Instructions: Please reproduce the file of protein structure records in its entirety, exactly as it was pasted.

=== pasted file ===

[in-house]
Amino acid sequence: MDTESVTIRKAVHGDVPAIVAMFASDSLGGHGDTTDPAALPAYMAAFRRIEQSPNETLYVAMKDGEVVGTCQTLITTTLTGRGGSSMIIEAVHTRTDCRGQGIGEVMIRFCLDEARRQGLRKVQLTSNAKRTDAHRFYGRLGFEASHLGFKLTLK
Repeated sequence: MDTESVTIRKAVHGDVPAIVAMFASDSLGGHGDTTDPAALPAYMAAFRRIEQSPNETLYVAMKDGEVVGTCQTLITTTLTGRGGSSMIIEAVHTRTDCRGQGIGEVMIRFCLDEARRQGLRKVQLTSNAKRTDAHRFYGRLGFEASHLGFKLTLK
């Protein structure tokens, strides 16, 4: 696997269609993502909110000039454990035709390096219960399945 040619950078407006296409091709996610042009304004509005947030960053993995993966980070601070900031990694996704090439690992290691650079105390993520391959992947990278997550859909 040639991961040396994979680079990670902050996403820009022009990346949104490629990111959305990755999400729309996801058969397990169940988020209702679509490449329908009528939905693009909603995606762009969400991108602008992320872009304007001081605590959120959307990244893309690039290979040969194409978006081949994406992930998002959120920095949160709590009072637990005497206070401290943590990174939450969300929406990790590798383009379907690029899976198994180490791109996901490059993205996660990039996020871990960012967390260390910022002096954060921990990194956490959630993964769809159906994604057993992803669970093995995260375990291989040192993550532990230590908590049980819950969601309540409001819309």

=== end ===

[in-house]
Amino acid sequence: MDTESVTIRKAVHGDVPAIVAMFASDSLGGHGDTTDPAALPAYMAAFRRIEQSPNETLYVAMKDGEVVGTCQTLITTTLTGRGGSSMIIEAVHTRTDCRGQGIGEVMIRFCLDEARRQGLRKVQLTSNAKRTDAHRFYGRLGFEASHLGFKLTLK
Repeated sequence: MDTESVTIRKAVHGDVPAIVAMFASDSLGGHGDTTDPAALPAYMAAFRRIEQSPNETLYVAMKDGEVVGTCQTLITTTLTGRGGSSMIIEAVHTRTDCRGQGIGEVMIRFCLDEARRQGLRKVQLTSNAKRTDAHRFYGRLGFEASHLGFKLTLK
């Protein structure tokens, strides 16, 4: 696997269609993502909110000039454990035709390096219960399945 040619950078407006296409091709996610042009304004509005947030960053993995993966980070601070900031990694996704090439690992290691650079105390993520391959992947990278997550859909 040639991961040396994979680079990670902050996403820009022009990346949104490629990111959305990755999400729309996801058969397990169940988020209702679509490449329908009528939905693009909603995606762009969400991108602008992320872009304007001081605590959120959307990244893309690039290979040969194409978006081949994406992930998002959120920095949160709590009072637990005497206070401290943590990174939450969300929406990790590798383009379907690029899976198994180490791109996901490059993205996660990039996020871990960012967390260390910022002096954060921990990194956490959630993964769809159906994604057993992803669970093995995260375990291989040192993550532990230590908590049980819950969601309540409001819309």